London Underground Tube Network

As you walk around London, tube trains are constantly whizzing around under your feet. The London Underground is a convenient and fast transit system that covers most of Greater London. Although 55% of the network is above ground, the system is officially referred to as the London Underground. It is also often called “The Tube” due to the shape of the tunnels.

Impressively, it was the first underground railway system of its kind. Before its creation in 1863, the world had never seen an underground railway. To top it off, it was the first system to use electronically operated trains in 1890.

London Underground - Westminster station.
London Underground – Westminster station.

Various private companies built the earlier lines of the London Underground network. They were operated separately and, as a result, difficult to change between. In 1933, the London Passenger Transport Board was formed to integrate all the separate lines into one transport system. Going further, in 1985, the UK Government made the network into a single entity, London Underground Limited (LUL). LUL has been owned by Transport for London (TfL) as a subsidiary since 2003. TfL is a statutory company in charge of most aspects of the London transport system. It is run by a board and commissioner chosen by the Mayor of London.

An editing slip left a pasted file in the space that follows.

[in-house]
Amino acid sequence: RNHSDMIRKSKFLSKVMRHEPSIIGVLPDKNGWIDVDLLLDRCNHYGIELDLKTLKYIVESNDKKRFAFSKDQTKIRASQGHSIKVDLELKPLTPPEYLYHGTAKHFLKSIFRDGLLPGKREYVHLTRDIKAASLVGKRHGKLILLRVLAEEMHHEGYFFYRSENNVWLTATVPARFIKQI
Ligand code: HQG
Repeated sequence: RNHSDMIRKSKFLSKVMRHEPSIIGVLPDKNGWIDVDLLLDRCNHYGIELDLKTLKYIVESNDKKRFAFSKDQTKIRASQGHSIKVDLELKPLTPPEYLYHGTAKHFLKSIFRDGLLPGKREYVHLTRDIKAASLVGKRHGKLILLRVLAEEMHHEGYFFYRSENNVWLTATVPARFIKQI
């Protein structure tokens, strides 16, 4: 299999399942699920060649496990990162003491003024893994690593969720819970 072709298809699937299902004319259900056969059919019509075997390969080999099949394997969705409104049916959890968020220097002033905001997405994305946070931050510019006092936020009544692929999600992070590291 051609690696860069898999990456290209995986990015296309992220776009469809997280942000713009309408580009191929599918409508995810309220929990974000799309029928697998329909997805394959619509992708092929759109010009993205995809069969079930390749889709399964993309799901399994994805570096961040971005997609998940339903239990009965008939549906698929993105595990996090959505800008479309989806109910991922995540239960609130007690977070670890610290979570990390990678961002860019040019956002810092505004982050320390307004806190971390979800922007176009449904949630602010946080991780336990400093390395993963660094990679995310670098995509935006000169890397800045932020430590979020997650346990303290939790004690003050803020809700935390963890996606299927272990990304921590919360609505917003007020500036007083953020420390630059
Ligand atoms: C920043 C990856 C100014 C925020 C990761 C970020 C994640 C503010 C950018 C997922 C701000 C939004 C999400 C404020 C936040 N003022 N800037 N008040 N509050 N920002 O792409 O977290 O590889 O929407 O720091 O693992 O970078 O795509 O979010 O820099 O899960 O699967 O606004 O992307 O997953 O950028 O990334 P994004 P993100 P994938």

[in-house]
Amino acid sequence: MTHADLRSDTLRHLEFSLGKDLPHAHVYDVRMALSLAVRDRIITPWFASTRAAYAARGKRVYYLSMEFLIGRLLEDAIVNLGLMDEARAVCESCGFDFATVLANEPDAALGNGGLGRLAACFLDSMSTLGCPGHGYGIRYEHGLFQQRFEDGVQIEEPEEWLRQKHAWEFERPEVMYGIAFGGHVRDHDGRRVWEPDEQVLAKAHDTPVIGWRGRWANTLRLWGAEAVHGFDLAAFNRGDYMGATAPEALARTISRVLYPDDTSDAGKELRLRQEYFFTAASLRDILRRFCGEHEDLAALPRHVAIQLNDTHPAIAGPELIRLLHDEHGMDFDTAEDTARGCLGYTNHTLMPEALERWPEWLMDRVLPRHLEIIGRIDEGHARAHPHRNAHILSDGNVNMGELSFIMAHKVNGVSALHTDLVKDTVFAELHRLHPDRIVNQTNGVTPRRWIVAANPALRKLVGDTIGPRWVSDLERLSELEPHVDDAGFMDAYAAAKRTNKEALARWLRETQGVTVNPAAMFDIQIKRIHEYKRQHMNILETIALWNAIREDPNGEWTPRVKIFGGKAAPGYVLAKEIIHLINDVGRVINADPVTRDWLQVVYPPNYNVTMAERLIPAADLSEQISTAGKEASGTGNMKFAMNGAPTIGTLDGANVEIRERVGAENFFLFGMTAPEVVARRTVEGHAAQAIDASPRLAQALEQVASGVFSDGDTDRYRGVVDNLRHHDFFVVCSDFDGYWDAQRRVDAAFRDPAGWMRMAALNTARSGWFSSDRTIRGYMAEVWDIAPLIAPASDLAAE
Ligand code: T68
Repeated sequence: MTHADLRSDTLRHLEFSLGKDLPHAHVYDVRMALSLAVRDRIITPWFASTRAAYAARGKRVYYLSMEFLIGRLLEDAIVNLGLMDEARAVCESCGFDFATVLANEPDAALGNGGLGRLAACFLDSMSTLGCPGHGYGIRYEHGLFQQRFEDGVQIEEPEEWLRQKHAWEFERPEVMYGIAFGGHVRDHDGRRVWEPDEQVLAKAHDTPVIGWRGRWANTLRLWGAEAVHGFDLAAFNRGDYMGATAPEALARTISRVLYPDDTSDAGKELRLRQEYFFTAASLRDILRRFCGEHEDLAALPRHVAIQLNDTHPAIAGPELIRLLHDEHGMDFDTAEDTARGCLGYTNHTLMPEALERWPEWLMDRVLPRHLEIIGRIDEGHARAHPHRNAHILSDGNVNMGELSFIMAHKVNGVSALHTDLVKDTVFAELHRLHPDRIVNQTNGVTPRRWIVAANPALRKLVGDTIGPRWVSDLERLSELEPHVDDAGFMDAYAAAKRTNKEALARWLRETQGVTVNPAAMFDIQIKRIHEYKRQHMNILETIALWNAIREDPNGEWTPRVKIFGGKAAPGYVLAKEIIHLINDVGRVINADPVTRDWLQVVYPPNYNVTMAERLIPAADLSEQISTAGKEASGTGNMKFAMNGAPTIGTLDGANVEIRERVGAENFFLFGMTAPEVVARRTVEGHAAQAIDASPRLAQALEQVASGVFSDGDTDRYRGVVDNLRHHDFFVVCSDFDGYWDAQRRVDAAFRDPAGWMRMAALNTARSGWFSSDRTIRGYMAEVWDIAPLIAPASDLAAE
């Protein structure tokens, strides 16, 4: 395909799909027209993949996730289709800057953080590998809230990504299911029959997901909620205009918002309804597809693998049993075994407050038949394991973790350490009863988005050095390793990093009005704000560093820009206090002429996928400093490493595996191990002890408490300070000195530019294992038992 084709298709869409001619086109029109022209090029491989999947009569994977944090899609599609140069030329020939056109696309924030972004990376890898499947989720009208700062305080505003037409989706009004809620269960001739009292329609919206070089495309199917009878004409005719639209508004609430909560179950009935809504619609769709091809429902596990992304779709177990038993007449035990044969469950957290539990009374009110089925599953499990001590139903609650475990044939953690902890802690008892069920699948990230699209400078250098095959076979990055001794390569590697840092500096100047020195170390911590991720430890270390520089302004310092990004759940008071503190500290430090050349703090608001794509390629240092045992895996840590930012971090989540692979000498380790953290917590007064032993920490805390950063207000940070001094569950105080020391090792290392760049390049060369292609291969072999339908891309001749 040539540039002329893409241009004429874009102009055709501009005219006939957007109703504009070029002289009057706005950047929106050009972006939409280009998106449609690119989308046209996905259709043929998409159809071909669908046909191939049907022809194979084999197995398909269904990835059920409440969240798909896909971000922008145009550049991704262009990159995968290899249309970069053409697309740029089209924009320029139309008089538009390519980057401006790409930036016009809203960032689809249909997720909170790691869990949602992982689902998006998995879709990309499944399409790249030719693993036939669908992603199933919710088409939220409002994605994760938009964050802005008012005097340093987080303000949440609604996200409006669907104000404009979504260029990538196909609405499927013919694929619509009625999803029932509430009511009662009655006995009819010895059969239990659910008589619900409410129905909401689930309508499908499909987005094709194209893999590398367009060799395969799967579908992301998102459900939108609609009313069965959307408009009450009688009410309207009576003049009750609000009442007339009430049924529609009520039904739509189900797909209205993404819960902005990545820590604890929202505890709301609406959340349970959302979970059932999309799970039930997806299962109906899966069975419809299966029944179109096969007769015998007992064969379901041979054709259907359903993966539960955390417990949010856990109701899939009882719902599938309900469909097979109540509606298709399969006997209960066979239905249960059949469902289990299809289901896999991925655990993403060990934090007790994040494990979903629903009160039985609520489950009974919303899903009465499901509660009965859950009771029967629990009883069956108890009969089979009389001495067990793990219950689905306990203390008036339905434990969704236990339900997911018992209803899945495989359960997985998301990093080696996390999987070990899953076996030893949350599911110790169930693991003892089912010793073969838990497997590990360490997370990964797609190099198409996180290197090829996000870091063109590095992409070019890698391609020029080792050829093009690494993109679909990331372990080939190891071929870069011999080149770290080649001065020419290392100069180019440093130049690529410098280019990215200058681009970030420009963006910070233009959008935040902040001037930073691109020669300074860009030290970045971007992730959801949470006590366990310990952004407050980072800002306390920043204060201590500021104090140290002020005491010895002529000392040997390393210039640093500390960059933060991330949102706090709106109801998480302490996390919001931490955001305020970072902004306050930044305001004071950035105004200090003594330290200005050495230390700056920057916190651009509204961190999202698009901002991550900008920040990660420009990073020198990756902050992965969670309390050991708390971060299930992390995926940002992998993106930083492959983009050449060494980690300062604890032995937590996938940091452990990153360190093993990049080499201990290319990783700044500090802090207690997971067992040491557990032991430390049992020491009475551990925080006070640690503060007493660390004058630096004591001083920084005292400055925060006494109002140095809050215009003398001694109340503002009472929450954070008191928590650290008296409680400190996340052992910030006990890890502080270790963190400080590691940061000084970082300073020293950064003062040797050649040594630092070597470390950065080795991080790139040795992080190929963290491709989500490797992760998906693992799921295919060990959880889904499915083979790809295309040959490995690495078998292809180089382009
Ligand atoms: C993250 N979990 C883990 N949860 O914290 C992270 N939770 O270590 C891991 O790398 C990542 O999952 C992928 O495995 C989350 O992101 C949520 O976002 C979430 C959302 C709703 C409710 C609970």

Today, it has 270 stations and around 250 miles of track. It is the longest metro system on Earth and has one of the largest numbers of stations. Over a billion journeys were made in the system in 2007, making the London tube the second busiest metro system in the EU, after the Metropolitain in Paris.

One of the most iconic parts of the Underground is the “tube map”. It is considered a design classic due to its schematic, non-geographical layout and multi-coloured lines. The London tube map has influenced transport maps all over the globe. It’s history and its continued high level of service should make London proud.